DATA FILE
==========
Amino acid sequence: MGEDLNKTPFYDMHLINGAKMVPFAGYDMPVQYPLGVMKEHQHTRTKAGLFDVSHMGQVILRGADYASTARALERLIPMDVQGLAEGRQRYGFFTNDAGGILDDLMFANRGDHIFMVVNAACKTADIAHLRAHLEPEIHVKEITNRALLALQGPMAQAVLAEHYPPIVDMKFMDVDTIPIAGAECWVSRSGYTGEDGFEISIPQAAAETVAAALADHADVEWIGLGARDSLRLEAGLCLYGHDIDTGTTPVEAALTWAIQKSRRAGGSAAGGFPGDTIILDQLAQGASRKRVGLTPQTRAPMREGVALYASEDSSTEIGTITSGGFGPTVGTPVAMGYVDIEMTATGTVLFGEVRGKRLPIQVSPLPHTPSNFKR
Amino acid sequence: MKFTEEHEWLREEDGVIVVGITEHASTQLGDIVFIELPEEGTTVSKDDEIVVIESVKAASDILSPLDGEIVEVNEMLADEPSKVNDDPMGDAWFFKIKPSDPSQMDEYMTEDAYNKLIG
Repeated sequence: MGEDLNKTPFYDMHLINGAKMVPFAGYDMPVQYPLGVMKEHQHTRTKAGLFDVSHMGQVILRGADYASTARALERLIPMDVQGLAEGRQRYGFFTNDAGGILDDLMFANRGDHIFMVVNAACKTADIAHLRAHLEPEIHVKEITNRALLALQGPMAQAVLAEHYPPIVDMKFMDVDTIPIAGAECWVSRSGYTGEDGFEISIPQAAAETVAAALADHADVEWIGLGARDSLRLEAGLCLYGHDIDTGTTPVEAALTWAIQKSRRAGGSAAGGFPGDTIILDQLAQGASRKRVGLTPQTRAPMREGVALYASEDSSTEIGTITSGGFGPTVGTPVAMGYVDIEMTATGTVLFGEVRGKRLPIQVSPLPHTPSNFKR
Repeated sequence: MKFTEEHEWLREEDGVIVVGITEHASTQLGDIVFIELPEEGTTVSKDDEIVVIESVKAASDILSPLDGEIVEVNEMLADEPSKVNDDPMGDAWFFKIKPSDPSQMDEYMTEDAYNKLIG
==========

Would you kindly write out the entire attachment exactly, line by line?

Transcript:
Amino acid sequence: MGEDLNKTPFYDMHLINGAKMVPFAGYDMPVQYPLGVMKEHQHTRTKAGLFDVSHMGQVILRGADYASTARALERLIPMDVQGLAEGRQRYGFFTNDAGGILDDLMFANRGDHIFMVVNAACKTADIAHLRAHLEPEIHVKEITNRALLALQGPMAQAVLAEHYPPIVDMKFMDVDTIPIAGAECWVSRSGYTGEDGFEISIPQAAAETVAAALADHADVEWIGLGARDSLRLEAGLCLYGHDIDTGTTPVEAALTWAIQKSRRAGGSAAGGFPGDTIILDQLAQGASRKRVGLTPQTRAPMREGVALYASEDSSTEIGTITSGGFGPTVGTPVAMGYVDIEMTATGTVLFGEVRGKRLPIQVSPLPHTPSNFKR
Amino acid sequence: MKFTEEHEWLREEDGVIVVGITEHASTQLGDIVFIELPEEGTTVSKDDEIVVIESVKAASDILSPLDGEIVEVNEMLADEPSKVNDDPMGDAWFFKIKPSDPSQMDEYMTEDAYNKLIG
Repeated sequence: MGEDLNKTPFYDMHLINGAKMVPFAGYDMPVQYPLGVMKEHQHTRTKAGLFDVSHMGQVILRGADYASTARALERLIPMDVQGLAEGRQRYGFFTNDAGGILDDLMFANRGDHIFMVVNAACKTADIAHLRAHLEPEIHVKEITNRALLALQGPMAQAVLAEHYPPIVDMKFMDVDTIPIAGAECWVSRSGYTGEDGFEISIPQAAAETVAAALADHADVEWIGLGARDSLRLEAGLCLYGHDIDTGTTPVEAALTWAIQKSRRAGGSAAGGFPGDTIILDQLAQGASRKRVGLTPQTRAPMREGVALYASEDSSTEIGTITSGGFGPTVGTPVAMGYVDIEMTATGTVLFGEVRGKRLPIQVSPLPHTPSNFKR
Repeated sequence: MKFTEEHEWLREEDGVIVVGITEHASTQLGDIVFIELPEEGTTVSKDDEIVVIESVKAASDILSPLDGEIVEVNEMLADEPSKVNDDPMGDAWFFKIKPSDPSQMDEYMTEDAYNKLIG